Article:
Photo: Archdiocese of Malta – Ian Noel Pace

The Caravaggio Centre has been established at the St John’s Co-Cathedral, to provide visitors with an interactive experience through which they can learn about the artist at the very home of two of his masterpieces.

The project was co-funded by the European Regional Development Fund, and overseen by the St John’s Co-Cathedral Foundation established by the government and the Archdiocese of Malta to act as the church’s custodian.

Caravaggio led a tumultuous life, and travelled to Malta after killing a man in a brawl. His reputation as a painter ensured that he was inducted as a knight under the patronage of grand master Alof de Wignacourt. However, he would soon involve himself in another brawl, leading to his arrest and expulsion from the order, and to his eventual escape to Sicily.

Two of his Malta works have remained put, however, including his largest-ever work and the only work in which he put his signature, the Beheading of St John the Baptist, which was commissioned as an altarpiece for the co-cathedral, then known as the Conventual Church of St John. The other painting is St Jerome Writing, which was painted for a member of the order, Ippolito Malaspina.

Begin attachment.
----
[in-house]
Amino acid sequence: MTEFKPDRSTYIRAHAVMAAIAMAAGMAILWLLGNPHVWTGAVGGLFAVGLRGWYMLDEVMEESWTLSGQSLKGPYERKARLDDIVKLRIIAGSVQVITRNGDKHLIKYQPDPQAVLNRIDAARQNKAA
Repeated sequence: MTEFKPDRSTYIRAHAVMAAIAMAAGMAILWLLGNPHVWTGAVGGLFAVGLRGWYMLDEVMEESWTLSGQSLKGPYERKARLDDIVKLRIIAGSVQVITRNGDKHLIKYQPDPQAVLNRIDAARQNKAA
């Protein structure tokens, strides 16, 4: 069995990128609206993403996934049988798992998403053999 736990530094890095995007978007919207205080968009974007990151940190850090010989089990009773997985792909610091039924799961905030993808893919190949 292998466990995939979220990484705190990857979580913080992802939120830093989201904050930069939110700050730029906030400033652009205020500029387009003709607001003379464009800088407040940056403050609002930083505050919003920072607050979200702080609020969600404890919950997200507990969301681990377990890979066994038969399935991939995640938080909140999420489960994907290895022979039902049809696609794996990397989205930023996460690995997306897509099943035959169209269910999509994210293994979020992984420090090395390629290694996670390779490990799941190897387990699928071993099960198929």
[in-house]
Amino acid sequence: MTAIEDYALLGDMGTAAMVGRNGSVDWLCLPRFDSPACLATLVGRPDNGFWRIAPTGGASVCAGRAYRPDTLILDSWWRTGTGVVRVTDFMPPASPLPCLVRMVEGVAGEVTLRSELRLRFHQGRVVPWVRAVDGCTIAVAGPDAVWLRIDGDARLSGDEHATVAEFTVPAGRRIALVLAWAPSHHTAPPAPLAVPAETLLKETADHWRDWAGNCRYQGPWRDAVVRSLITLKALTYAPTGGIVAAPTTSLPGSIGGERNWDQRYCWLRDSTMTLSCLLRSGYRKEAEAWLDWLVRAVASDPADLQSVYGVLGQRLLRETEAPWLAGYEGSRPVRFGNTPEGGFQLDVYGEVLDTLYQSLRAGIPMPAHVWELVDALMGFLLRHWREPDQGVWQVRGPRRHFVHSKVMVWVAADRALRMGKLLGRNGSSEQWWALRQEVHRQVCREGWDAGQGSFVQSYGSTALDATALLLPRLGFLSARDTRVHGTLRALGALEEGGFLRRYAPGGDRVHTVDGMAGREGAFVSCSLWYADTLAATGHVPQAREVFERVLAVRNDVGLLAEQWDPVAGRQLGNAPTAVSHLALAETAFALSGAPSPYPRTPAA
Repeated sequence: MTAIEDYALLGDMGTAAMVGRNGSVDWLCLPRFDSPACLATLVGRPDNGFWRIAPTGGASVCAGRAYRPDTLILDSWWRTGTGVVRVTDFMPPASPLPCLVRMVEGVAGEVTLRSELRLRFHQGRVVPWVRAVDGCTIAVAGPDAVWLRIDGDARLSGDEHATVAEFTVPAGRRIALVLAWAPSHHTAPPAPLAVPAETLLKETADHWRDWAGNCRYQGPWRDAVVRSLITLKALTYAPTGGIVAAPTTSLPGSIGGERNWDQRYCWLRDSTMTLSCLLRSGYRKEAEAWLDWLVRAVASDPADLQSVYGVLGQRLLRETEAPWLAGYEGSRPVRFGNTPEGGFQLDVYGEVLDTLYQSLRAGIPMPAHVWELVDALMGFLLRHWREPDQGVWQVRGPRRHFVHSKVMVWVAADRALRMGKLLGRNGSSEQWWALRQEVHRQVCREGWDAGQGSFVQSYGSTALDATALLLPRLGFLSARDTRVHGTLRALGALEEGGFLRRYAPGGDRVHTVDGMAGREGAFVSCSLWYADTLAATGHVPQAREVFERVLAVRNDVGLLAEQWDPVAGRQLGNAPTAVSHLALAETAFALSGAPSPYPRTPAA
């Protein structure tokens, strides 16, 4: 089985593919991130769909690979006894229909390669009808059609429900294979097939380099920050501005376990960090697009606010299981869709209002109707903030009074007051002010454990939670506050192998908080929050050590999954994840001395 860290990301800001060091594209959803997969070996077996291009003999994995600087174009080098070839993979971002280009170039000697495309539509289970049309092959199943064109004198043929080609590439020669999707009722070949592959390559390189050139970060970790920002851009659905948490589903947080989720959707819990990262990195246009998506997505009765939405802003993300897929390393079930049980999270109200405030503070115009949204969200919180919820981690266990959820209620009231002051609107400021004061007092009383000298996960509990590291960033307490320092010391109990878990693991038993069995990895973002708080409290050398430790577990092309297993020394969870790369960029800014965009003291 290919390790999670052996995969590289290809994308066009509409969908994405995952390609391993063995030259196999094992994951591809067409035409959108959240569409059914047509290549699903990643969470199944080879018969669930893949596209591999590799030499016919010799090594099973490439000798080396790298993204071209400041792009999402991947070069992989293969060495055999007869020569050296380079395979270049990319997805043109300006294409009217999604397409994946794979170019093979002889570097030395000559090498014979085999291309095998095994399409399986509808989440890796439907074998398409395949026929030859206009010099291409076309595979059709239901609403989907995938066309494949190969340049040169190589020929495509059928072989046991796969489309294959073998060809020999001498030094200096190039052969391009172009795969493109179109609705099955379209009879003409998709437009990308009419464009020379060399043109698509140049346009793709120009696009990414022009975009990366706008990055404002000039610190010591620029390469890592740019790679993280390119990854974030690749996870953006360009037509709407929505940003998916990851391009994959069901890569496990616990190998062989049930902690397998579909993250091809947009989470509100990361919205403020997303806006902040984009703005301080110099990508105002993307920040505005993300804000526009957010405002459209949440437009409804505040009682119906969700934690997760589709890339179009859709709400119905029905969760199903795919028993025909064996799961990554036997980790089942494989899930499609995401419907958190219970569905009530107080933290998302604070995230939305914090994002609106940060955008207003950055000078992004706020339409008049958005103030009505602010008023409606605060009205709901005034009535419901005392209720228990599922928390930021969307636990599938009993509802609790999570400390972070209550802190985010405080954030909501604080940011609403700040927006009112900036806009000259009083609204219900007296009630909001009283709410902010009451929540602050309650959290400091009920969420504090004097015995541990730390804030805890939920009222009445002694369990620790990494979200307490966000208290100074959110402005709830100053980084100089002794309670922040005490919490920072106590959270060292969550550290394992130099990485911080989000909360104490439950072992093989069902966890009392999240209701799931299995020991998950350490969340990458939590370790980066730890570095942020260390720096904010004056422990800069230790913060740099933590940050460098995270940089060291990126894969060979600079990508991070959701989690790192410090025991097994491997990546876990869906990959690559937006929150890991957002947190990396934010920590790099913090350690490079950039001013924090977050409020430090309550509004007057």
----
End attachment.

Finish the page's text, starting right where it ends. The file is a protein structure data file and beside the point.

Photo: Archdiocese of Malta – Ian Noel Pace

The Caravaggio Centre aims to shed a life on the artist’s work, including his revolutionary techniques, his frantic life and his legacy.

At the inauguration, Archbishop Charles Scicluna stressed that the significance of the Caravaggio Centre went far beyond aesthetic value, as it did not just showcase his genius, but also was a testament to his art, which depicted both good and evil.

“In The Beheading of St John the Baptist, we witness the tragedy that unfolds when arrogance and abuse of power victimise the innocent. Caravaggio’s masterpiece stands as a poignant reminder of the ongoing human tragedy. It mirrors current events in Ukraine, the Holy Land, Sudan, and numerous other countries,” the archbishop said. He expressed his hope that the project would inspire visitors to seek positive change.

The centre is on two levels, with St Jerome Writing on the lower level and a life-sized projection of the “Beheading” on the other.

The ground floor will also host “Meet Caravaggio,” an audio-visual area which provides a narrative about the artist’s life, career, artistic achievements and his stay in Malta.

Photo: Archdiocese of Malta – Ian Noel Pace